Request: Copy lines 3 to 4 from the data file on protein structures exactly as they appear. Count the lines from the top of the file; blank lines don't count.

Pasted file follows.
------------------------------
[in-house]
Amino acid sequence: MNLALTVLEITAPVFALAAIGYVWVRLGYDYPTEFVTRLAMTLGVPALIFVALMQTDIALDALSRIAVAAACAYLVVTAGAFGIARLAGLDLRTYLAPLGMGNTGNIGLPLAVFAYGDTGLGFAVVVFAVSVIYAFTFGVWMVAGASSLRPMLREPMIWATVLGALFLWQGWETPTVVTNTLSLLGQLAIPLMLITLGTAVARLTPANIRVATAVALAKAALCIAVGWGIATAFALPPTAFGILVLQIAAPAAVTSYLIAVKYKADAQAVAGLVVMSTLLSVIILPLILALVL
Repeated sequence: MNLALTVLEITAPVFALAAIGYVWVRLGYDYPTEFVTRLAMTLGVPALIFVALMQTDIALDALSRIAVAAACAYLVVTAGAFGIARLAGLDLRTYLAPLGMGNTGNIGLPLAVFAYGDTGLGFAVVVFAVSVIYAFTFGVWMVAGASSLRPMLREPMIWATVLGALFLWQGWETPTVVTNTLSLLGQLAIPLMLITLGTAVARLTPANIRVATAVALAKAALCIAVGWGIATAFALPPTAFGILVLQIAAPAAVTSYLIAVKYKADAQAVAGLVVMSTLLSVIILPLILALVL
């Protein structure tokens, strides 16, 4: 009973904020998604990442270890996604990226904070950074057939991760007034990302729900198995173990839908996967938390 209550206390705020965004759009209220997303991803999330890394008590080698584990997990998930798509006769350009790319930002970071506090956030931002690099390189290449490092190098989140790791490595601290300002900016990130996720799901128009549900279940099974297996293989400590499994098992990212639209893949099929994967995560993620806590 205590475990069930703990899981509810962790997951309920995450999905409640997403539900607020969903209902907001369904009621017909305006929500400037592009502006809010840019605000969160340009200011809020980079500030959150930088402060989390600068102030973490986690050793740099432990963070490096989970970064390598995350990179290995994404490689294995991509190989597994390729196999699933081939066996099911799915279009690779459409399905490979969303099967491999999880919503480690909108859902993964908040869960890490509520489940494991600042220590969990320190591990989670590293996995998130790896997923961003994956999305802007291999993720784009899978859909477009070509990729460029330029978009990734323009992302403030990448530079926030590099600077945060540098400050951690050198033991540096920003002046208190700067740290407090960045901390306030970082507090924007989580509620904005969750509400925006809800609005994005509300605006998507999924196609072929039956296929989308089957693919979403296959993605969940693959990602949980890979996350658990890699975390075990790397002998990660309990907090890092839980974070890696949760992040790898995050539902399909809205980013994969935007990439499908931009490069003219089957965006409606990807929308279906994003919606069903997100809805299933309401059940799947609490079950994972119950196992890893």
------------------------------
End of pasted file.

Repeated sequence: MNLALTVLEITAPVFALAAIGYVWVRLGYDYPTEFVTRLAMTLGVPALIFVALMQTDIALDALSRIAVAAACAYLVVTAGAFGIARLAGLDLRTYLAPLGMGNTGNIGLPLAVFAYGDTGLGFAVVVFAVSVIYAFTFGVWMVAGASSLRPMLREPMIWATVLGALFLWQGWETPTVVTNTLSLLGQLAIPLMLITLGTAVARLTPANIRVATAVALAKAALCIAVGWGIATAFALPPTAFGILVLQIAAPAAVTSYLIAVKYKADAQAVAGLVVMSTLLSVIILPLILALVL
């Protein structure tokens, strides 16, 4: 009973904020998604990442270890996604990226904070950074057939991760007034990302729900198995173990839908996967938390 209550206390705020965004759009209220997303991803999330890394008590080698584990997990998930798509006769350009790319930002970071506090956030931002690099390189290449490092190098989140790791490595601290300002900016990130996720799901128009549900279940099974297996293989400590499994098992990212639209893949099929994967995560993620806590 205590475990069930703990899981509810962790997951309920995450999905409640997403539900607020969903209902907001369904009621017909305006929500400037592009502006809010840019605000969160340009200011809020980079500030959150930088402060989390600068102030973490986690050793740099432990963070490096989970970064390598995350990179290995994404490689294995991509190989597994390729196999699933081939066996099911799915279009690779459409399905490979969303099967491999999880919503480690909108859902993964908040869960890490509520489940494991600042220590969990320190591990989670590293996995998130790896997923961003994956999305802007291999993720784009899978859909477009070509990729460029330029978009990734323009992302403030990448530079926030590099600077945060540098400050951690050198033991540096920003002046208190700067740290407090960045901390306030970082507090924007989580509620904005969750509400925006809800609005994005509300605006998507999924196609072929039956296929989308089957693919979403296959993605969940693959990602949980890979996350658990890699975390075990790397002998990660309990907090890092839980974070890696949760992040790898995050539902399909809205980013994969935007990439499908931009490069003219089957965006409606990807929308279906994003919606069903997100809805299933309401059940799947609490079950994972119950196992890893």